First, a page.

Sermon: October 8, 2017 – “A Good Work to Completion”

“A Good Work to Completion”

Text: Philippians 1: 3-6

I thank my God every time I remember you, 4 constantly praying with joy in every one of my prayers for all of you, 5 because of your sharing in the gospel from the first day until now. 6 I am confident of this, that the one who began a good work among you will bring it to completion by the day of Jesus Christ.

In order for us to recognize the full significance of this text for today it is important for us to have a little background information regarding the story behind the text. This is a portion of a letter written by Paul to the church at Philippi. This particular church was one where Paul had a strong relationship and Paul had many friends and people he cared for who were a part of this church. The feeling was mutual as well, as the church in Philippi had been supporting Paul and his ministry in a lot of ways for many years. The church was a major financial supporter of the work that Paul was doing.

Many Bible scholars are a little surprised that we have only one letter in our New Testament from Paul to the Philippians. It is likely that Paul had lots of correspondence with this church and visited them in person quite often. The city of Philippi was centrally located, on many trade routes and was on the way to almost anywhere. When Paul traveled, which he did extensively, it is believed that he visited the church in Philippi quite often.

Many Bible scholars also believe that the letter we do have from Paul to the Philippians is probably what they call a redaction. This means that what we read in our New Testament today is probably fragments of at least three, if not more, different letters that Paul wrote over time to the church in Philippi. Someone, and probably not Paul, combined the letters into the form which eventually became part of our New Testament.

Armed with a bit of background information, I wanted to take another look at this text and fill in a few blanks. The opening sentence where Paul says that he thanks God every time he remembers them is an indication of their long term relationship. Other translations say it a little differently, and it is written that Paul gives thanks for every remembrance of you; I like that language because a remembrance is like a memory, and the indication is that there are a lot of memories for Paul to recall. The church and Paul have done many things together and he enjoys thinking back and reminiscing a little bit.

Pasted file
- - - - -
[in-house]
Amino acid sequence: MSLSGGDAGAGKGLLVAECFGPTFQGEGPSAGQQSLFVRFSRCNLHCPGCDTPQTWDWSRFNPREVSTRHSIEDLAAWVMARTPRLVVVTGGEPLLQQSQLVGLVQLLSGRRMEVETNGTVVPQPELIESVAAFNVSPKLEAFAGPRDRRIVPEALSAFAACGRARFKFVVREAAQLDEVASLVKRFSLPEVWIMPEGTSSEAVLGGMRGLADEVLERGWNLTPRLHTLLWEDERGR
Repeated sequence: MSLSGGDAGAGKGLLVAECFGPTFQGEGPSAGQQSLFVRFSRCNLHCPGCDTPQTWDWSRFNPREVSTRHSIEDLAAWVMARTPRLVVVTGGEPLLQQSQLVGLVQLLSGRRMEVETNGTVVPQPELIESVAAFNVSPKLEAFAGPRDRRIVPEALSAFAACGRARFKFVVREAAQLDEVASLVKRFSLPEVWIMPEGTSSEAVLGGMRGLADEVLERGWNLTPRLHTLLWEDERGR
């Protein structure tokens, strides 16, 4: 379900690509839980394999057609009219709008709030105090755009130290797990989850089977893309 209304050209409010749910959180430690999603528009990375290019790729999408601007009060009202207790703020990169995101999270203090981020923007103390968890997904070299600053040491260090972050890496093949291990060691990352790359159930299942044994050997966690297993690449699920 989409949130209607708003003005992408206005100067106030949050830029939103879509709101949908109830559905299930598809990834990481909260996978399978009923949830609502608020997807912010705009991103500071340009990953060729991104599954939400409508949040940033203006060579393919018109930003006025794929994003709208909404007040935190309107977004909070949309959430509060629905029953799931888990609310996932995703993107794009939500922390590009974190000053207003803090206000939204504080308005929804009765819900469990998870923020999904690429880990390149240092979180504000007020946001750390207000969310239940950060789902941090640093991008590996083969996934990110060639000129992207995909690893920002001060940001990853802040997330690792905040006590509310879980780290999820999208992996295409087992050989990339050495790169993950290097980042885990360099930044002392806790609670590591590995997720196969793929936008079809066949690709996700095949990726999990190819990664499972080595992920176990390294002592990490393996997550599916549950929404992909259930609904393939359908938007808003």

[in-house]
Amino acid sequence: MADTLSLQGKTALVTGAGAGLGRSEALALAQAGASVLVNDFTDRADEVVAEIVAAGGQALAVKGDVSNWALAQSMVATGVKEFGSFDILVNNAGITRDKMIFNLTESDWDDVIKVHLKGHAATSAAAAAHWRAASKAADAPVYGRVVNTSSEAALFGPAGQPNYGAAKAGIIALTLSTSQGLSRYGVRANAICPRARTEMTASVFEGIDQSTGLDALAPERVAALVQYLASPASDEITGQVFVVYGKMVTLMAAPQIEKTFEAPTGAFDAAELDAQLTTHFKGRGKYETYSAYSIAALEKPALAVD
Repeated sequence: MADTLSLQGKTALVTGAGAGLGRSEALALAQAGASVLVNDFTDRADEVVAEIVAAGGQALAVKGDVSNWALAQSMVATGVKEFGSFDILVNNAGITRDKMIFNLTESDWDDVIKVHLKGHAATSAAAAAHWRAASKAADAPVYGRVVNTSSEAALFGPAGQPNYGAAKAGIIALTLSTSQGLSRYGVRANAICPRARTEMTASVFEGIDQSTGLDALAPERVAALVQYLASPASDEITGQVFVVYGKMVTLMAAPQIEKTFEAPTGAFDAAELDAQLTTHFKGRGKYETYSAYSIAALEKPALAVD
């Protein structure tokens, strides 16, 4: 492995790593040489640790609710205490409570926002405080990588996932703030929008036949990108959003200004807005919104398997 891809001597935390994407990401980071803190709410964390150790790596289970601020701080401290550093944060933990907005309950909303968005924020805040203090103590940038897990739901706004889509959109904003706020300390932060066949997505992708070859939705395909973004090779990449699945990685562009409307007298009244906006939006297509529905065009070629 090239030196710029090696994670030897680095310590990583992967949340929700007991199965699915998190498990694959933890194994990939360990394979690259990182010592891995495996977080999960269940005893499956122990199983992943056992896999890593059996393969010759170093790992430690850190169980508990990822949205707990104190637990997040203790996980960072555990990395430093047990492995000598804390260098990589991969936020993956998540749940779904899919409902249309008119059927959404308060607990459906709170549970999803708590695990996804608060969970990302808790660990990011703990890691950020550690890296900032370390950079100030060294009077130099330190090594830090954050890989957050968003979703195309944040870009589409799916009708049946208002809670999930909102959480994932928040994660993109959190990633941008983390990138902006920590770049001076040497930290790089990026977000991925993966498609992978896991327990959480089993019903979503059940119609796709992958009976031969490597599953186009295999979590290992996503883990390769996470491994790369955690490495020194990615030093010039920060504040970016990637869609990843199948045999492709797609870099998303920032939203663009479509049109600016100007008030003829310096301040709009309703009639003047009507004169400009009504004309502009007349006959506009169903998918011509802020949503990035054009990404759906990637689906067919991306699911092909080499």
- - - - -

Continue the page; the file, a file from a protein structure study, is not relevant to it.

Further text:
The opening sentence in our text also talks about the church in Philippi “sharing in the Gospel” from the first day until now. This also indicates the long term relationship, but I really like the concept of “sharing in the Gospel”. The scholarship around this text is that Paul is thanking the church for the financial support he has received over the years. But instead of just saying thanks for donations, Paul identifies the donations as sharing in the Gospel. This language communicates that while the church may have given money to Paul, the money didn’t stop with Paul. The money passed through Paul and was used in ways to impact other people and spread the Good News. In this way, the church in Philippi was sharing in the Gospel from the first day until now.

You might say that Paul had a few successful stories behind him and he was letting the church in Philippi know that they had played a major role in those successes. In a word, Paul was celebrating those successful ventures and wanted the church to share in the celebration.

That is what we are doing today. Like the church in Philippi, we too have a few successful stories behind us. We have lots to celebrate and lots to be thankful for. Today we are taking a look back at the last few years and celebrating what has been accomplished on behalf of this church. But as we look back and celebrate a success or two, I also think it’s appropriate for us to consider these successes as part of our sharing in the Gospel. We didn’t do all of these things just to keep ourselves busy. We have accomplished all that has been accomplished to create a stronger ministry and a stronger outreach to the LC Valley. We have accomplished what we have in order to make us more effective as a church. Everything we have done has been done for one reason; that one reason is to create a more effective ministry as we seek to share the Good News with this community. So, like the church in Philippi, with each and every project we have been sharing in the Gospel from the first day until now.